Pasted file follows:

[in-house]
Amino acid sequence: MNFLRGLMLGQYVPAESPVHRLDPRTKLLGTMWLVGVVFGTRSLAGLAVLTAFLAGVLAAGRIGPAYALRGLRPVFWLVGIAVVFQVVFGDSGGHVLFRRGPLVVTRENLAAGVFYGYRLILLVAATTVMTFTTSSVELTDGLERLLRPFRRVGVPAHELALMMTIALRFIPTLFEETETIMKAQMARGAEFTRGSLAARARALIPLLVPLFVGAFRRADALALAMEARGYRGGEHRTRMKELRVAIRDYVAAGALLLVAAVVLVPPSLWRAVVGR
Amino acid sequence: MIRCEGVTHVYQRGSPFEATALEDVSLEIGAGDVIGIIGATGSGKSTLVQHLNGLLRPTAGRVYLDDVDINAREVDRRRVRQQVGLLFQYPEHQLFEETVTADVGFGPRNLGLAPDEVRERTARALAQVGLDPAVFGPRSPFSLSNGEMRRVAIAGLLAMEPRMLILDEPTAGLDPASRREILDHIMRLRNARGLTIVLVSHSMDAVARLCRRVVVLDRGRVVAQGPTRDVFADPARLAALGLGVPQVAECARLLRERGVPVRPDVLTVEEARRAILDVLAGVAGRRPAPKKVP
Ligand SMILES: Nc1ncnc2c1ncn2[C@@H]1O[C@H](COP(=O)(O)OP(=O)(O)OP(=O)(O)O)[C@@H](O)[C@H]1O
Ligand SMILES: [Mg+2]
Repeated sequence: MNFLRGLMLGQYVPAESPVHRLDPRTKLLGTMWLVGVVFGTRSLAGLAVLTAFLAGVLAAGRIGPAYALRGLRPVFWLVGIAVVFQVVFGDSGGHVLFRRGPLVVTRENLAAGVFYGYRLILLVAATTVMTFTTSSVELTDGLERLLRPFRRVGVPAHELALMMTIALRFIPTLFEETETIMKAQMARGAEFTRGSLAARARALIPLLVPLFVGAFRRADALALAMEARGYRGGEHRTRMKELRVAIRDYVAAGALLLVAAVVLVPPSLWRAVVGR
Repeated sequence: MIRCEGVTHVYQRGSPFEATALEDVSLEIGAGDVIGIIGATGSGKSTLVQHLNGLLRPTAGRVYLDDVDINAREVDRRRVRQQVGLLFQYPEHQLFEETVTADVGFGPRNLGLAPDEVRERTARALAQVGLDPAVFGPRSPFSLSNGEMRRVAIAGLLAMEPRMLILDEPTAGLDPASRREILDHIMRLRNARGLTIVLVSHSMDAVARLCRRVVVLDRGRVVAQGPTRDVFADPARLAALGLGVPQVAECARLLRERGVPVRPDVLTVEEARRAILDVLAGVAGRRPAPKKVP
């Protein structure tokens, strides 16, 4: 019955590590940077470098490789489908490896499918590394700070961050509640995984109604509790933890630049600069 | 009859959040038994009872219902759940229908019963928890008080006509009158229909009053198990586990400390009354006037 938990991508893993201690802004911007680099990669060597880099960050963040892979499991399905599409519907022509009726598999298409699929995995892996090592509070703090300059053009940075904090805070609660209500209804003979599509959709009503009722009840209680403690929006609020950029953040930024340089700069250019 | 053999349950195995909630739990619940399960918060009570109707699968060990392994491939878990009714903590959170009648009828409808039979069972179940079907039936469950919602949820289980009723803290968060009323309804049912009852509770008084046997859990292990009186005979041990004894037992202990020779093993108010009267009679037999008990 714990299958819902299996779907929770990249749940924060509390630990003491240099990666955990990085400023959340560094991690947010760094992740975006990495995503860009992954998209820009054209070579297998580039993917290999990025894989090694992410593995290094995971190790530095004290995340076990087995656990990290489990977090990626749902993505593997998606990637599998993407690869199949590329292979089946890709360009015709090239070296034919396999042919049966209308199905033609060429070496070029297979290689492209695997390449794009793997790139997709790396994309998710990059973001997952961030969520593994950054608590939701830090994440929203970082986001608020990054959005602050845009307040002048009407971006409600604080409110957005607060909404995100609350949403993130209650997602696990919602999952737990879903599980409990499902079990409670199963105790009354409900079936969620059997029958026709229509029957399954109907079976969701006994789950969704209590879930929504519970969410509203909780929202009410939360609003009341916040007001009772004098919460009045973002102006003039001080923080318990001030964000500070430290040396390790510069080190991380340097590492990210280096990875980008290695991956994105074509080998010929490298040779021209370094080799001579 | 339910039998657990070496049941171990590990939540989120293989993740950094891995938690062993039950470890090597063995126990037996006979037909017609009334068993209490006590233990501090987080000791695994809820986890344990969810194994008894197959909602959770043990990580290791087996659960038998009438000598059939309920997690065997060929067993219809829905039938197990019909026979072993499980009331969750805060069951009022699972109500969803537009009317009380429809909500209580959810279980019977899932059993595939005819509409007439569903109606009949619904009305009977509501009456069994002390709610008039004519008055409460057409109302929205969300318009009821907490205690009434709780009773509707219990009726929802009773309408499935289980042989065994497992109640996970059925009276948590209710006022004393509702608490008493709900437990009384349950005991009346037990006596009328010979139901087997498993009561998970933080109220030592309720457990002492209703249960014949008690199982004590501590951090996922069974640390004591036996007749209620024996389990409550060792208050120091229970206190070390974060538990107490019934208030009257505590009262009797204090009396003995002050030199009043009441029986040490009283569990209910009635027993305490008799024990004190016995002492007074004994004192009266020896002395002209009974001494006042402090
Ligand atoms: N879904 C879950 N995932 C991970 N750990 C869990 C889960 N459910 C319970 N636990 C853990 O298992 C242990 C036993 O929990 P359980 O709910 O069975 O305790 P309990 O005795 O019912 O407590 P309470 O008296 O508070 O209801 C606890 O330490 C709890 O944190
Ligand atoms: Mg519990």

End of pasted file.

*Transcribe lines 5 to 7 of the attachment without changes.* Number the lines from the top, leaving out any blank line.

Ligand SMILES: [Mg+2]
Repeated sequence: MNFLRGLMLGQYVPAESPVHRLDPRTKLLGTMWLVGVVFGTRSLAGLAVLTAFLAGVLAAGRIGPAYALRGLRPVFWLVGIAVVFQVVFGDSGGHVLFRRGPLVVTRENLAAGVFYGYRLILLVAATTVMTFTTSSVELTDGLERLLRPFRRVGVPAHELALMMTIALRFIPTLFEETETIMKAQMARGAEFTRGSLAARARALIPLLVPLFVGAFRRADALALAMEARGYRGGEHRTRMKELRVAIRDYVAAGALLLVAAVVLVPPSLWRAVVGR
Repeated sequence: MIRCEGVTHVYQRGSPFEATALEDVSLEIGAGDVIGIIGATGSGKSTLVQHLNGLLRPTAGRVYLDDVDINAREVDRRRVRQQVGLLFQYPEHQLFEETVTADVGFGPRNLGLAPDEVRERTARALAQVGLDPAVFGPRSPFSLSNGEMRRVAIAGLLAMEPRMLILDEPTAGLDPASRREILDHIMRLRNARGLTIVLVSHSMDAVARLCRRVVVLDRGRVVAQGPTRDVFADPARLAALGLGVPQVAECARLLRERGVPVRPDVLTVEEARRAILDVLAGVAGRRPAPKKVP